Handbook of Qualitative Research Techniques and Analysis in Entrepreneurship
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Handbook of Qualitative Research Techniques and Analysis in Entrepreneurship

Edited by Helle Neergaard and Claire Leitch

This insightful Handbook introduces a variety of qualitative data collection methods and analysis techniques pertinent in exploring the complex phenomenon of entrepreneurship. Detailed and practical accounts of how to conduct research employing verbal protocol analysis, critical incident technique, repertory grids, metaphors, and the constant comparative method are provided. Scholars new to the area, doctoral students, as well as established academics keen to extend their research scope, will find this book an invaluable and timely resource.
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Chapter 2: Using constant comparison as a method of analysis in entrepreneurship research

Susan M. Smith and Edward McKeever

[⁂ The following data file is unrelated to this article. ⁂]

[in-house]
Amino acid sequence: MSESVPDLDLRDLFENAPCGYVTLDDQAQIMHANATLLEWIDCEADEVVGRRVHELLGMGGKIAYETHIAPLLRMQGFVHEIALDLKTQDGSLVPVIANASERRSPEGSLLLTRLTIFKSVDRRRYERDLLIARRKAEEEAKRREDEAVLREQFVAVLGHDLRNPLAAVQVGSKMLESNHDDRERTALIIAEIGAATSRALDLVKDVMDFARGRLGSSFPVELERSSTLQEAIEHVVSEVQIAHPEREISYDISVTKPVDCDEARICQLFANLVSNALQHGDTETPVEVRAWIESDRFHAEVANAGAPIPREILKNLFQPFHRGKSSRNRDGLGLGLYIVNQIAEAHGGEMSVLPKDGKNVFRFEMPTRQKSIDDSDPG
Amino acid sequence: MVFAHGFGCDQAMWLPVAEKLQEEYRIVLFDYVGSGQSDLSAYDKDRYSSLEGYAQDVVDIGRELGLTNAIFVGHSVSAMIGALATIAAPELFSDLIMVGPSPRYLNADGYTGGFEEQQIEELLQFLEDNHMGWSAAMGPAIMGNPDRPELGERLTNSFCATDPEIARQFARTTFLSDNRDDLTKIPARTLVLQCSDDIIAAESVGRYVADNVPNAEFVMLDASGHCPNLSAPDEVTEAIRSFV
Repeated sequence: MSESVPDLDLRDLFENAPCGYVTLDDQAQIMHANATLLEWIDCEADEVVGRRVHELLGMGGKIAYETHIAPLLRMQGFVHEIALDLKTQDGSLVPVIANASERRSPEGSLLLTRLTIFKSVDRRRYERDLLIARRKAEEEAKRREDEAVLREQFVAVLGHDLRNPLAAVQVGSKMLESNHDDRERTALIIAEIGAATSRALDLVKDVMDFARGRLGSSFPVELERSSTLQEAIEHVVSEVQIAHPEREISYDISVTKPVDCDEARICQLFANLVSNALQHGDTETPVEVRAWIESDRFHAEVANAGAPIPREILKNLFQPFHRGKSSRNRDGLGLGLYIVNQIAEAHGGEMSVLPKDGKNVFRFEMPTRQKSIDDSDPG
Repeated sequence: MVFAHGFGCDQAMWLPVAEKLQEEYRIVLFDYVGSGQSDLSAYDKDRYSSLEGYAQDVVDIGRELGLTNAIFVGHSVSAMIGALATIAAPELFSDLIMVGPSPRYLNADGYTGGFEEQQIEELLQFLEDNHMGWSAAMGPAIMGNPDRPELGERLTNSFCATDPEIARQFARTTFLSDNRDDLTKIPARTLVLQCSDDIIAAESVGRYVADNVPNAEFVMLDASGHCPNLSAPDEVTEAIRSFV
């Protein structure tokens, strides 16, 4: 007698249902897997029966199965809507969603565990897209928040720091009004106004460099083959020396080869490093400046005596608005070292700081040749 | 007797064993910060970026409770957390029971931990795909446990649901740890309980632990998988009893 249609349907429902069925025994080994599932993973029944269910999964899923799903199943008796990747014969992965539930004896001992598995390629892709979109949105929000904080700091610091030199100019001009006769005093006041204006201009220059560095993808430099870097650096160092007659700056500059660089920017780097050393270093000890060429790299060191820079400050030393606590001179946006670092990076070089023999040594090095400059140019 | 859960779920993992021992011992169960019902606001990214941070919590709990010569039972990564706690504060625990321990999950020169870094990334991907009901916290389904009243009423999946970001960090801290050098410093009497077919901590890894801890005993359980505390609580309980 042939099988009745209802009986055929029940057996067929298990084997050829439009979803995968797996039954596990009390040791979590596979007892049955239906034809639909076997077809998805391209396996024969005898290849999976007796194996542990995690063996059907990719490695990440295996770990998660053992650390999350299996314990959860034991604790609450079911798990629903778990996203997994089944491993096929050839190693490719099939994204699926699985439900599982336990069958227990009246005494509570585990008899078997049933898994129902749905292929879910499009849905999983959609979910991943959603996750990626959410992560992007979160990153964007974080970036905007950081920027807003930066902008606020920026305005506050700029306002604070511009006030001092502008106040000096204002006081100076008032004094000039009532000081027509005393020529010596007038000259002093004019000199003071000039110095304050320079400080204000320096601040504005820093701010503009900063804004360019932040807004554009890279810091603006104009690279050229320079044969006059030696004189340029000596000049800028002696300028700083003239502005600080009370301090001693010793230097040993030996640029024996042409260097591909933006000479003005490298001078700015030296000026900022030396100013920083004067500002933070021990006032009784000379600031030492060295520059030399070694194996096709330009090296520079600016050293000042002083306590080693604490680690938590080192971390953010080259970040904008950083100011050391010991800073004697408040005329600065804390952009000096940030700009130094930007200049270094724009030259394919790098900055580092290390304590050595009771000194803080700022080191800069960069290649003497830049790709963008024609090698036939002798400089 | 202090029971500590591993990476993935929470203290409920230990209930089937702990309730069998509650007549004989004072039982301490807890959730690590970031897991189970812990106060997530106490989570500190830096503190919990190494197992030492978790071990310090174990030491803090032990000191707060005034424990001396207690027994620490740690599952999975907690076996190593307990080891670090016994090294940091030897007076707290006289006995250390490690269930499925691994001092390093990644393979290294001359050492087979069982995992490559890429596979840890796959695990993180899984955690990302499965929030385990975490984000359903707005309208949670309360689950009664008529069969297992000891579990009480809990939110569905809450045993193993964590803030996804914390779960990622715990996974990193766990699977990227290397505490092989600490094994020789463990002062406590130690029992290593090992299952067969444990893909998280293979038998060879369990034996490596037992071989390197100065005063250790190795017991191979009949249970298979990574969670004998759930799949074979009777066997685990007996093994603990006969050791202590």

Until the mid-1990s, research in the area of entrepreneurship was often described as a mono-method field, heavily reliant on surveys and questionnaires (Aldrich 1992). This focus on ‘numbers’ and the dominance of a positivist paradigm has been explained by the existence of a more or less dominant set of philosophical assumptions and associated methodological procedures (Silverman 2001; Bryman and Bell 2003). In terms of distinctiveness, positivist or natural scientific inquiry is best understood in terms of a desire to deduce and measure the nature of reality and represent it in quantifiable terms (Zaner 1970; Bryman 1988). Since the turn of the millennium however, entrepreneurship and small business journals have started to reflect a growing openness to new philosophies and methods of inquiry (Gartner and Birley 2002). This increased maturity and tolerance of previously unorthodox approaches has been explained in part as a reflection of the philosophical and methodological sophistication of a growing body of interpretive business research (Anderson 2000; Cope 2005a; Jack 2005). It also reflects a shift in the types of questions being asked by researchers with roots in the more established social sciences relating to the ‘how’, ‘why’, ‘when’ and ‘where’ surrounding entrepreneurship and the contexts in which it takes place (Chell and Pittaway 1998; Kodithuwakku and Rosa 2002). Gartner and Birley (2002) have commented that this represents the progression of qualitative research from being a ‘special case’ to being recognized as a useful and coherent method of exploring the rich and complex phenomenon of entrepreneurship.

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